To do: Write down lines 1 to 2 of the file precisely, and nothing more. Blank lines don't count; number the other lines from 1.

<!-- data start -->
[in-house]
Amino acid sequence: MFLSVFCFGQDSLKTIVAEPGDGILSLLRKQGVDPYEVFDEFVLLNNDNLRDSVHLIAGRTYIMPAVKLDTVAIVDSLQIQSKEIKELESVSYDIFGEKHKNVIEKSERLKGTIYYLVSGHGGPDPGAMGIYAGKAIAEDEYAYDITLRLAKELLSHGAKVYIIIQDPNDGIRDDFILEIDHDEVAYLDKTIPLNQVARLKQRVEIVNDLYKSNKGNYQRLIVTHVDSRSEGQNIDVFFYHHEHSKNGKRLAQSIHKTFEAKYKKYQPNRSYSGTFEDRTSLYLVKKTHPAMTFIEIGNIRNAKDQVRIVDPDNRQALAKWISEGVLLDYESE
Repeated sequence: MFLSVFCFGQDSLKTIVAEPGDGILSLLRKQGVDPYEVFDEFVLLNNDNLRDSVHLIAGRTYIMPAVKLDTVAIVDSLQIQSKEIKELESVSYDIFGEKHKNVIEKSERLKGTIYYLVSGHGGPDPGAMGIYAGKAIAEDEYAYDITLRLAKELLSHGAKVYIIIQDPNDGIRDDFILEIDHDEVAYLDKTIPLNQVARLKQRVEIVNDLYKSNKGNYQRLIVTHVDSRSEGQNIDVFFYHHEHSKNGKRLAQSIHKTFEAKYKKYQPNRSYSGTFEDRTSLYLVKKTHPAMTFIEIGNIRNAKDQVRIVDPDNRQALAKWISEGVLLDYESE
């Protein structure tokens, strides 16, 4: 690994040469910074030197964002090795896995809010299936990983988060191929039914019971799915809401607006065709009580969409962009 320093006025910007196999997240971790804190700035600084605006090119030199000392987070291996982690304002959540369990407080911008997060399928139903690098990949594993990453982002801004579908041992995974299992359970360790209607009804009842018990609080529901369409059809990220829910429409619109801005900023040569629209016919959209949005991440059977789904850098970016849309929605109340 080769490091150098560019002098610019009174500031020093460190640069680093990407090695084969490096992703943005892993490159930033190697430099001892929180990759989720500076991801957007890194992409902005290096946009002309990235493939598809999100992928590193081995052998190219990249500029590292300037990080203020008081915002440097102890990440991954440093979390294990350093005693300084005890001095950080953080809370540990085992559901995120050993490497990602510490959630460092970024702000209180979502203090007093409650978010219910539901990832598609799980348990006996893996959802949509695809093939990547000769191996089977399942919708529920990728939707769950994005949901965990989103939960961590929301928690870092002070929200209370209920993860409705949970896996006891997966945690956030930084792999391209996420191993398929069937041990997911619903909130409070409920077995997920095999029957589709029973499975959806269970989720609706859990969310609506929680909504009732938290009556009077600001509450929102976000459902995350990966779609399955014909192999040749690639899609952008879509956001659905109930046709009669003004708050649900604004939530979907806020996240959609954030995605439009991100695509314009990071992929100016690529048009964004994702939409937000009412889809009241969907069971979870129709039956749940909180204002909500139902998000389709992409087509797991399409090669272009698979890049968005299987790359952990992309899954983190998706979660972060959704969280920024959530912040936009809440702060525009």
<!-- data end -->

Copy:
[in-house]
Amino acid sequence: MFLSVFCFGQDSLKTIVAEPGDGILSLLRKQGVDPYEVFDEFVLLNNDNLRDSVHLIAGRTYIMPAVKLDTVAIVDSLQIQSKEIKELESVSYDIFGEKHKNVIEKSERLKGTIYYLVSGHGGPDPGAMGIYAGKAIAEDEYAYDITLRLAKELLSHGAKVYIIIQDPNDGIRDDFILEIDHDEVAYLDKTIPLNQVARLKQRVEIVNDLYKSNKGNYQRLIVTHVDSRSEGQNIDVFFYHHEHSKNGKRLAQSIHKTFEAKYKKYQPNRSYSGTFEDRTSLYLVKKTHPAMTFIEIGNIRNAKDQVRIVDPDNRQALAKWISEGVLLDYESE